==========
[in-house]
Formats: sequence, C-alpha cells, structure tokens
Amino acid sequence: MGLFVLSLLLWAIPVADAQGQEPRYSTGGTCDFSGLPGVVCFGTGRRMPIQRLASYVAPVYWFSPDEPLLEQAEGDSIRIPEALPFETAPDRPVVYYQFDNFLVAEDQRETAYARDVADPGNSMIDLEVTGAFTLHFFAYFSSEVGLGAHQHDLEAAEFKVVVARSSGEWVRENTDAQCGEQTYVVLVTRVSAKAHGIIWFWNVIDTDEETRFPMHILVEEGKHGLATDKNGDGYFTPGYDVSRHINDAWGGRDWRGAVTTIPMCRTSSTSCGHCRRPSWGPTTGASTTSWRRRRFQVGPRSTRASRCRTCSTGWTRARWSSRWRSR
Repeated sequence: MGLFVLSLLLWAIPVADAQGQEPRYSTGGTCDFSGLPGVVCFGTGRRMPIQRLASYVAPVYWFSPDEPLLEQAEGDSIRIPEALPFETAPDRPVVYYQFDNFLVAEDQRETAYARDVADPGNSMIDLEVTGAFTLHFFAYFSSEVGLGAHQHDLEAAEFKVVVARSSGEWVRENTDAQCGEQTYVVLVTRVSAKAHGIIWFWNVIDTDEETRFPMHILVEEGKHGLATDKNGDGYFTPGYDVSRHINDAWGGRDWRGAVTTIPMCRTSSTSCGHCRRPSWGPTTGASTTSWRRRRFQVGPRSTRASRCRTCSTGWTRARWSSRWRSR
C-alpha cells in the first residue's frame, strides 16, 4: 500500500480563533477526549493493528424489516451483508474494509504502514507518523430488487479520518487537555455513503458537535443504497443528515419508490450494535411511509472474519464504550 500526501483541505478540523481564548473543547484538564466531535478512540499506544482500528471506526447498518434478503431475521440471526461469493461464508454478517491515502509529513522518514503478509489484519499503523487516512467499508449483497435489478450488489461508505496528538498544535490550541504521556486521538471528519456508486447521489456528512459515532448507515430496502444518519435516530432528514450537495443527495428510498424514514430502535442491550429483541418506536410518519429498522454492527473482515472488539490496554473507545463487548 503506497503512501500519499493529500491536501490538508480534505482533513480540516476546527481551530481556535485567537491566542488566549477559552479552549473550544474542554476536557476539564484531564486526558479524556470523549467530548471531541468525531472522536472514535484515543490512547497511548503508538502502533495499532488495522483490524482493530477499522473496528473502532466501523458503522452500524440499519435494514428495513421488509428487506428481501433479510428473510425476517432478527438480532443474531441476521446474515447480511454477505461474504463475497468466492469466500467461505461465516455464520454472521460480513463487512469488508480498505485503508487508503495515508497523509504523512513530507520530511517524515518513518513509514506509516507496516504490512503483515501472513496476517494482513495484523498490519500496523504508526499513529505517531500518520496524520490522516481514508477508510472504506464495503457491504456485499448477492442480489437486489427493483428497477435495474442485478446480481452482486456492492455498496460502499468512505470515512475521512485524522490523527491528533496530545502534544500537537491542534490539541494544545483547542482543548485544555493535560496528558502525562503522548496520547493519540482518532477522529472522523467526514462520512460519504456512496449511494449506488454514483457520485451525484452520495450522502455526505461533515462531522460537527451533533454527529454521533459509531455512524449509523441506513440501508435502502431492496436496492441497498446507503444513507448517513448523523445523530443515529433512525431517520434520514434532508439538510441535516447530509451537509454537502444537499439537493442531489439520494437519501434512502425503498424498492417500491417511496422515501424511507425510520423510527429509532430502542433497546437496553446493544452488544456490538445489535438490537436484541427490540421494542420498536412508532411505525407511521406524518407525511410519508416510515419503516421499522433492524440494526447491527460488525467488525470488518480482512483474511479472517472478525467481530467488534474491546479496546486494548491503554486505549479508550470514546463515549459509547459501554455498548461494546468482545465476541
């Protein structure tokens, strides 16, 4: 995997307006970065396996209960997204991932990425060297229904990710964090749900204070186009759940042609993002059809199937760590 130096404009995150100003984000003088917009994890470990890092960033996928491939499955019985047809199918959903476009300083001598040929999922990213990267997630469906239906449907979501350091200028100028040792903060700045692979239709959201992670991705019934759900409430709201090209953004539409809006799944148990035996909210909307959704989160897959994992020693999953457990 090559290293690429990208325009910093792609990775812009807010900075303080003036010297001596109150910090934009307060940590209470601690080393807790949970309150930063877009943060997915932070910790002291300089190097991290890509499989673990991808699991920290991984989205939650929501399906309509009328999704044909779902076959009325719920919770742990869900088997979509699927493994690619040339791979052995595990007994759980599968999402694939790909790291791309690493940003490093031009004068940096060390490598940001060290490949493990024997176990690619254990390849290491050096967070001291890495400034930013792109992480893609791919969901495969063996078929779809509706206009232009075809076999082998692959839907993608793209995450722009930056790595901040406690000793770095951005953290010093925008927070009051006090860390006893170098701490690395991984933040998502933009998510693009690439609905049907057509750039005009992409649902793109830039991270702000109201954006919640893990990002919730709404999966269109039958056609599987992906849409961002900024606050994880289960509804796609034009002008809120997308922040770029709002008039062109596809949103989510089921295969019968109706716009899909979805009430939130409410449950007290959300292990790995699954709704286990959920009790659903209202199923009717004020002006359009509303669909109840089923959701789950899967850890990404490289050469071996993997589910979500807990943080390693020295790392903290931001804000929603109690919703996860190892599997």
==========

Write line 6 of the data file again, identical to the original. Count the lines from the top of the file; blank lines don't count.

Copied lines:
């Protein structure tokens, strides 16, 4: 995997307006970065396996209960997204991932990425060297229904990710964090749900204070186009759940042609993002059809199937760590 130096404009995150100003984000003088917009994890470990890092960033996928491939499955019985047809199918959903476009300083001598040929999922990213990267997630469906239906449907979501350091200028100028040792903060700045692979239709959201992670991705019934759900409430709201090209953004539409809006799944148990035996909210909307959704989160897959994992020693999953457990 090559290293690429990208325009910093792609990775812009807010900075303080003036010297001596109150910090934009307060940590209470601690080393807790949970309150930063877009943060997915932070910790002291300089190097991290890509499989673990991808699991920290991984989205939650929501399906309509009328999704044909779902076959009325719920919770742990869900088997979509699927493994690619040339791979052995595990007994759980599968999402694939790909790291791309690493940003490093031009004068940096060390490598940001060290490949493990024997176990690619254990390849290491050096967070001291890495400034930013792109992480893609791919969901495969063996078929779809509706206009232009075809076999082998692959839907993608793209995450722009930056790595901040406690000793770095951005953290010093925008927070009051006090860390006893170098701490690395991984933040998502933009998510693009690439609905049907057509750039005009992409649902793109830039991270702000109201954006919640893990990002919730709404999966269109039958056609599987992906849409961002900024606050994880289960509804796609034009002008809120997308922040770029709002008039062109596809949103989510089921295969019968109706716009899909979805009430939130409410449950007290959300292990790995699954709704286990959920009790659903209202199923009717004020002006359009509303669909109840089923959701789950899967850890990404490289050469071996993997589910979500807990943080390693020295790392903290931001804000929603109690919703996860190892599997």